Andrea makes her home with her mother. Making beds and running errands are her household duties. Her mother is employed as a laborer. There are 3 children in the family.
As part of Compassion's ministry, Andrea participates in church activities and Bible class. She is also in primary school where her performance is average. Playing with dolls is her favorite activity.
Your love and support will help Andrea to receive the assistance she needs to develop her potential. Please pray for her.
Andrea lives on the plains of Ciudad Sandino, home to approximately 120,000 residents. Typical houses are constructed of dirt floors, brick walls and corrugated tin roofs. The most commonly spoken language is Spanish.
The regional diet consists of maize, beans, chicken, bread, plantains and rice. Common health problems in this area include malaria, diarrhea and colds. Most adults in Ciudad Sandino are unemployed but some work in domestic services and earn the equivalent of $70 per month. This community needs high schools, employment opportunities, vocational training and electricity.
Your sponsorship allows the staff of Centro Estudiantil Joyas de Cristo to provide Andrea with Bible teaching, medical care, recreational activities, academic support, field trips and nutritious meals. The center staff will also provide educational seminars for the parents or guardians of Andrea.
With the Pacific Ocean on the west and the Caribbean Sea to the east, Nicaragua is the second largest country in Central America, after Mexico. The country has three different geographic regions: the Pacific lowlands, the north-central mountains and the Caribbean lowlands, also called the Mosquito Coast or Mosquitía. The climate is tropical in the lowlands and cooler in the highlands. The Mosquito Coast is an outlet for many of the large rivers originating in the central mountains. It is a sparsely populated rainforest area. Seventeen percent of the country has been given national park status.
The Nicaraguan population, mostly of indigenous and European ancestry, is more urban than rural. Spanish is the official language but on the Caribbean coast, Creole English and indigenous languages are also spoken. Poetry is one of Nicaragua's most loved arts. Even though most Nicaraguans are Catholic, during the 20th century Protestant denominations increased their membership, particularly in the western half of the country.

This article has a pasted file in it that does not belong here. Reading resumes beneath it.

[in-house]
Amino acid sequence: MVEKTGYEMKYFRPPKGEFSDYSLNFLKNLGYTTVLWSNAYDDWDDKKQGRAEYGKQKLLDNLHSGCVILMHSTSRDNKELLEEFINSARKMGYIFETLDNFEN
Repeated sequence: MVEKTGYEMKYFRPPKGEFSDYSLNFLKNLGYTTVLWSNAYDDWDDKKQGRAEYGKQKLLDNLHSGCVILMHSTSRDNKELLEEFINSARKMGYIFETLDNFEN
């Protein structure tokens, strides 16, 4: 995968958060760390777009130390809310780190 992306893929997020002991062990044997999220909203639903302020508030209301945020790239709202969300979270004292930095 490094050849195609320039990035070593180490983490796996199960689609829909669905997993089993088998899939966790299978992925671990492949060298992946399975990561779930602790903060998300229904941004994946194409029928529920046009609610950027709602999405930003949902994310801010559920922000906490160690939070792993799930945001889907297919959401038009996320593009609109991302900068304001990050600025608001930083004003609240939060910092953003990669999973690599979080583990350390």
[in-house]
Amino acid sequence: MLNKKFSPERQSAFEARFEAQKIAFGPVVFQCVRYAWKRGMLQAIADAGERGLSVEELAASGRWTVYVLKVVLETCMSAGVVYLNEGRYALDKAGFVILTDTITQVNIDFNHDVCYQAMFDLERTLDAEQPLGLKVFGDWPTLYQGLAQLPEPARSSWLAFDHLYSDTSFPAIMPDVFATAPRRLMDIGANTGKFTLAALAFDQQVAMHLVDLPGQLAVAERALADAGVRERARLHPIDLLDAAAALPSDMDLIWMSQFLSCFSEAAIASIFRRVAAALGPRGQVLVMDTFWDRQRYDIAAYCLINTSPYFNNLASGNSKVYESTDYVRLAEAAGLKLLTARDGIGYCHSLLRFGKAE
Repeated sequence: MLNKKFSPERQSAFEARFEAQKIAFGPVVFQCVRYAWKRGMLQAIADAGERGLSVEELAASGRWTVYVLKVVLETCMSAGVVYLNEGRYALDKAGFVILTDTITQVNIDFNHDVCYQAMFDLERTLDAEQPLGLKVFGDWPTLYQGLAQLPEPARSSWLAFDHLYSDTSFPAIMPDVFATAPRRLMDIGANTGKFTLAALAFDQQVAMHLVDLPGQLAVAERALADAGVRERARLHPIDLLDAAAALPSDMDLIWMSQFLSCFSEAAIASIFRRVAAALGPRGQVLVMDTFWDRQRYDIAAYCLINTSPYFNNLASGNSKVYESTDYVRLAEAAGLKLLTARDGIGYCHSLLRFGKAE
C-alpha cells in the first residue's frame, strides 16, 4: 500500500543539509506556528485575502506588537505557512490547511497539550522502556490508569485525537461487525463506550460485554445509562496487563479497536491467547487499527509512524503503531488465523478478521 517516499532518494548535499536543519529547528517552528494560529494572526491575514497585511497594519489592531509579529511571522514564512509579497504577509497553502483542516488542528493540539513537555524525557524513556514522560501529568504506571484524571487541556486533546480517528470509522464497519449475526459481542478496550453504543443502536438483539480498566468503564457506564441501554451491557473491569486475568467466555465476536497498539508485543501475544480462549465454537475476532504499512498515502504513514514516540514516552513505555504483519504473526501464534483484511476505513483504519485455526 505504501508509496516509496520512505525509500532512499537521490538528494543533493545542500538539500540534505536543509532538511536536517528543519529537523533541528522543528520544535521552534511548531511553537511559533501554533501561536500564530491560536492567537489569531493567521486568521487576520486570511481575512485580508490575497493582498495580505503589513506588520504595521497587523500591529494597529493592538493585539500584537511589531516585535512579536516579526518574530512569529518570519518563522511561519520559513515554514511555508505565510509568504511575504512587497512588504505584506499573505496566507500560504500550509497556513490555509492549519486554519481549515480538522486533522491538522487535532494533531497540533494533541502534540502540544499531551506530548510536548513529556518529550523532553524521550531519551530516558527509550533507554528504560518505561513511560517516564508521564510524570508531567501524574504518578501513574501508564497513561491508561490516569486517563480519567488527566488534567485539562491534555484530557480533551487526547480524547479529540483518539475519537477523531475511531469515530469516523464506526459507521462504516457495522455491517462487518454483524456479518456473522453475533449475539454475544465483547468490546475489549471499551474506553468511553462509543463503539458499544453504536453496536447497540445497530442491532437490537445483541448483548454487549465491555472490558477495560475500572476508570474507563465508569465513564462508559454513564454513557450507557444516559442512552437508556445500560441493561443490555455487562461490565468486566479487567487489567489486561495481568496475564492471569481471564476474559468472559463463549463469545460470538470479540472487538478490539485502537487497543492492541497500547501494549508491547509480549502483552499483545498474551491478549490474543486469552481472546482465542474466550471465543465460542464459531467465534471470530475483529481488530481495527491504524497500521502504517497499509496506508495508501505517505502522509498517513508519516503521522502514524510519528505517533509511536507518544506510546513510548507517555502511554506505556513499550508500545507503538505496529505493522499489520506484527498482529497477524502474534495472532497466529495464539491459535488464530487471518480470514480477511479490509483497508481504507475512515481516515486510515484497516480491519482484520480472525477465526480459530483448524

In 1524, Hernandez de Cordoba founded the first permanent Spanish settlements in the region. Nicaragua gained independence from Spain in 1821, briefly becoming a part of the Mexican Empire. In 1838, Nicaragua became an independent republic. The country began free-market reforms in 1991, after 12 years of economic free fall under the Sandinista regime. Despite some initial setbacks, Nicaragua has made dramatic progress. Nicaragua is primarily an agricultural country but construction, mining, fisheries, exports and general commerce have added to its stability and the well-being of its people.
In November 1998, Hurricane Mitch ravaged Nicaragua. Heavy rains followed and triggered a mudslide at Volcán Casita that buried several villages. Over 3,000 Nicaraguans died as a result of the hurricane. Several nations cancelled Nicaragua's debt in late 1999 as a result of the tragedy and the country is rebuilding slowly.
Map of Nicaragua
Child's Location: West of Managua